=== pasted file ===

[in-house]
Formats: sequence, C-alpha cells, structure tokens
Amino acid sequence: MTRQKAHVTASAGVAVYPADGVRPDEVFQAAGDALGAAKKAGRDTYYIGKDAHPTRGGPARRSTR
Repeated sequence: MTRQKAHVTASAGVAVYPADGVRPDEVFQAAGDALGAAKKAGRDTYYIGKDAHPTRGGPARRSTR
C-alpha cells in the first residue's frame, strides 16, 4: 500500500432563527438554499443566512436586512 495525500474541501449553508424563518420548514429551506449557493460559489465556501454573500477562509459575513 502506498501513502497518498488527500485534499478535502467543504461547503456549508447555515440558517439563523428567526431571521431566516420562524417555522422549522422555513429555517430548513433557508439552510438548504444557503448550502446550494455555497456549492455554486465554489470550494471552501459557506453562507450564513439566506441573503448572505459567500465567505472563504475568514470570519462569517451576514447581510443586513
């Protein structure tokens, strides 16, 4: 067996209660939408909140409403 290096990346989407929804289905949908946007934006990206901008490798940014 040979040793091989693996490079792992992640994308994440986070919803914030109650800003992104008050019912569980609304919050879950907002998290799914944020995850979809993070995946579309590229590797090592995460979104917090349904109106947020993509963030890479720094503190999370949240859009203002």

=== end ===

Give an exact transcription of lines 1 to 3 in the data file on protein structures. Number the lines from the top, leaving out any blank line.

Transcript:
[in-house]
Formats: sequence, C-alpha cells, structure tokens
Amino acid sequence: MTRQKAHVTASAGVAVYPADGVRPDEVFQAAGDALGAAKKAGRDTYYIGKDAHPTRGGPARRSTR